Honduras

Honduras is believed to have the world's highest murder rate. Violent criminal gangs operating in many parts of the country. Femicide is on the rise: the United Nations estimates that three out of four such crimes go unpunished. Almost half of the Honduran population is under 19: each year, large numbers of unaccompanied children and teenagers embark on a perilous journey across Central America in search of security and a better future in the United States. Many of them are girls, fleeing from a widespread pattern of abuse and discrimination. IDLO is supporting the Honduran judiciary to protect women's rights.

Reducing Homicide - Reducir los homicidios

With a view to replacing a culture of violence in Honduras with one of legality, IDLO has outlined a program to reduce violent acts and homicides through better access to justice. Work, carried out in partnership with national institutions and civil society organizations, will focus specifically on vulnerable groups, including women, children, youth and people in detention.  The program is financed by the US Department of State. 

Expanding Membership for IDLO

Honduras, Mongolia and Pakistan have formally joined IDLO, taking the number of Member Parties to 30. The three countries were unanimously welcomed as IDLO Members at the organization's Assembly of Parties, currently underway at the Italian Ministry of Foreign Affairs in Rome. At the event, Irene Khan was confirmed as IDLO's Director-General for a second four-year term.

Honduras: Cutting Homicide

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As in much of Latin America, in Honduras the walls tell stories.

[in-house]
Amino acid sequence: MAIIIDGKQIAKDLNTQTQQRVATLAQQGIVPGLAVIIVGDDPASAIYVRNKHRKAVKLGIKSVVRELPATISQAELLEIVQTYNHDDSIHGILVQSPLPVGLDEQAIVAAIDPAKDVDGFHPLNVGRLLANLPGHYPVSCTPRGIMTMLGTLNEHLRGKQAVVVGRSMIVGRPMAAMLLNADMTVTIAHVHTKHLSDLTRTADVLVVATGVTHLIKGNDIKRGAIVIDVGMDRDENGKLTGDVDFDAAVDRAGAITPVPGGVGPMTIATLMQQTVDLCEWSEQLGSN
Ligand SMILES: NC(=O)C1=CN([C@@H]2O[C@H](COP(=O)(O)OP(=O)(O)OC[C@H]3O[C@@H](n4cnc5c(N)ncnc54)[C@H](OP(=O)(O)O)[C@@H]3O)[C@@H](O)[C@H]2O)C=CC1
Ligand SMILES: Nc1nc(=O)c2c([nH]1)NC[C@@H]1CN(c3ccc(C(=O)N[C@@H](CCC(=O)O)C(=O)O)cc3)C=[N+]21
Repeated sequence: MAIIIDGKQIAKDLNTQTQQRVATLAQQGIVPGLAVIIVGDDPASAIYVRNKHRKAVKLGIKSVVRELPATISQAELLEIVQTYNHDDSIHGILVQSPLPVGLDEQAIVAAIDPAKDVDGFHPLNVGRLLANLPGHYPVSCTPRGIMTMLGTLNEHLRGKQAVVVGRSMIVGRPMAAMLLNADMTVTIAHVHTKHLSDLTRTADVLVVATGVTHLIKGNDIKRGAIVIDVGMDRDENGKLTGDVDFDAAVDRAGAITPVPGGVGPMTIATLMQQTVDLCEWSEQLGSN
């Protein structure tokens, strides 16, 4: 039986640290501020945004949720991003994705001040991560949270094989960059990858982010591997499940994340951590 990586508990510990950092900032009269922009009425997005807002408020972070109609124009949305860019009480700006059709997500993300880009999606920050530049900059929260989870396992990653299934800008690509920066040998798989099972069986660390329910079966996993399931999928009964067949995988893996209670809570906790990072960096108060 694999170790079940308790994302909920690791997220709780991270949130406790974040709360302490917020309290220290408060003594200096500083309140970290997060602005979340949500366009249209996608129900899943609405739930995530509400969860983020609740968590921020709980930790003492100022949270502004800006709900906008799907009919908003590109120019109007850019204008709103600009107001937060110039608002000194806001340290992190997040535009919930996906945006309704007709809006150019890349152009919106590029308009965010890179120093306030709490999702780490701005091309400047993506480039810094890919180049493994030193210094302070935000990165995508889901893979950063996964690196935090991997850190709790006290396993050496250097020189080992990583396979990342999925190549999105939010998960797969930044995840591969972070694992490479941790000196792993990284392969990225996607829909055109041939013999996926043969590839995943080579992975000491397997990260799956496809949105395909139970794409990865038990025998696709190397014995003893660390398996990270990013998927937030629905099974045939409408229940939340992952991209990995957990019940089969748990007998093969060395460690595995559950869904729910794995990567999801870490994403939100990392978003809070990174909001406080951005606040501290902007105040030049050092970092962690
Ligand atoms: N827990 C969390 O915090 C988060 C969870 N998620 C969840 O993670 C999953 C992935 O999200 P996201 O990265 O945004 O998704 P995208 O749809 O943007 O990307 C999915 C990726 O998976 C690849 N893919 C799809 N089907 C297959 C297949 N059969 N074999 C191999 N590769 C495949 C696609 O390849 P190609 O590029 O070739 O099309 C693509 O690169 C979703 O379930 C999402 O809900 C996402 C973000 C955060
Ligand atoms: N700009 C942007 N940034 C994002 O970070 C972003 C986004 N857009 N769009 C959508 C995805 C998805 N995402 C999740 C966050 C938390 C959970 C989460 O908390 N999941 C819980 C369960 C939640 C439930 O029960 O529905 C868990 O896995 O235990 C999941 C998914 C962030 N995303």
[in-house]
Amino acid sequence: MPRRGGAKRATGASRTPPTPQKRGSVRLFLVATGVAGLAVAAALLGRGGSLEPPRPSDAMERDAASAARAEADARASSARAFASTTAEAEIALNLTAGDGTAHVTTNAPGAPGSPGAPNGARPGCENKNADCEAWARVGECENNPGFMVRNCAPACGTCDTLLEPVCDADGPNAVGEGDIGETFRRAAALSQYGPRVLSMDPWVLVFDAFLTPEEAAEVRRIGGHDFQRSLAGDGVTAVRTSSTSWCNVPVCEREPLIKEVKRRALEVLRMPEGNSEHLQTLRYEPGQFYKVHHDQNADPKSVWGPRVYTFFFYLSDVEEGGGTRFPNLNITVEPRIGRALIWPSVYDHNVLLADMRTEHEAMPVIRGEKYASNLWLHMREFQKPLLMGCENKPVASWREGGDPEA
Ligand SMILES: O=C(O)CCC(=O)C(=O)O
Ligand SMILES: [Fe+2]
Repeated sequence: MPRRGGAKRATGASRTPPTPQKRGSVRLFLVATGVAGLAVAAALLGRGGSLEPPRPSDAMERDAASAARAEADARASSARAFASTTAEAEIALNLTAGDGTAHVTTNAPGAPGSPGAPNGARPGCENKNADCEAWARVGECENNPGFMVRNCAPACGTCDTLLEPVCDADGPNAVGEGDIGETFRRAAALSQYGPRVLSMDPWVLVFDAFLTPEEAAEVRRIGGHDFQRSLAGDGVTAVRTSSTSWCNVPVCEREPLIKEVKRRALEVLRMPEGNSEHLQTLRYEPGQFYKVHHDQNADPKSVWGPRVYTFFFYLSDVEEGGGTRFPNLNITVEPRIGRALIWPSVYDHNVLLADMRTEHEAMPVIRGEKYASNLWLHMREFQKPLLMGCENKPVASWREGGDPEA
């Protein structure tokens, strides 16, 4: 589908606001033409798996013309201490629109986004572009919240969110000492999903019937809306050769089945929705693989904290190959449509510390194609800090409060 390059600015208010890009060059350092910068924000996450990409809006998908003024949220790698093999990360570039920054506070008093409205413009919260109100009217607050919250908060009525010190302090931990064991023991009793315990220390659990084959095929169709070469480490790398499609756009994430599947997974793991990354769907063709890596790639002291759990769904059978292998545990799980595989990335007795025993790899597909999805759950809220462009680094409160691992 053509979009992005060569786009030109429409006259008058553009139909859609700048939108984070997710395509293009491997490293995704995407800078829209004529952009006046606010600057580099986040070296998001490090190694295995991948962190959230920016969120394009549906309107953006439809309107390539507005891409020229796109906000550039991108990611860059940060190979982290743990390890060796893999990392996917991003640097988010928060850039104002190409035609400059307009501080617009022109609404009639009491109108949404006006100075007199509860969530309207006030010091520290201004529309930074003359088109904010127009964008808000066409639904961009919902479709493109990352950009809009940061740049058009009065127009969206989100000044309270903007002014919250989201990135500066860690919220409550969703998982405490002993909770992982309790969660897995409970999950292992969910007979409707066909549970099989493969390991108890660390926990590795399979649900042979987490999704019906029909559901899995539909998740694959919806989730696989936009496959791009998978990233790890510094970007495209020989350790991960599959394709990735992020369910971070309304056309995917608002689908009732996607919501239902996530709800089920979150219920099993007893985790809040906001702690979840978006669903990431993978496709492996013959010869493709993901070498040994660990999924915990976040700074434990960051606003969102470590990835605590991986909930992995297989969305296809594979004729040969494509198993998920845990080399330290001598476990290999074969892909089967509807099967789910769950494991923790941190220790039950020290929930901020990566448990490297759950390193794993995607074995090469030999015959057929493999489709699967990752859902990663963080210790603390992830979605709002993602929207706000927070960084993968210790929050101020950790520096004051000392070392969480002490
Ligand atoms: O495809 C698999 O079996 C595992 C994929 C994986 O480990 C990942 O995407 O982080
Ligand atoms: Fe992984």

This mural in the outskirts of San Pedro Sula, the country’s second largest city, commemorates the 28 people – seven of them children – who were killed when armed men opened fire with assault rifles on a city bus in December 2004.

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Key Initiatives

  • With a view to replacing a culture of violence in Honduras with one of legality, IDLO has outlined a program to reduce violent acts and homicides through better access to justice. Work, carried out in partnership with national institutions and civil society organizations, will focus specifically on vulnerable groups, including women, children, youth and people in detention.  The program is financed by the US Department of State. 

  • IDLO is working with the European Union’s EUROsociAL II program in Honduras to aid and empower women who are victims of domestic violence. With the country’s judiciary, we have created the Centro de Atención y Protección de los Derechos de la Mujer (CAPRODEM), a women’s center providing orientation and legal assistance for female victims in Tegucigalpa. IDLO has played a key role in drafting the internal and functional guidelines for the Center and helped build the capacity of those involved. CAPRODEM is expected to be replicated in other regions of Honduras.

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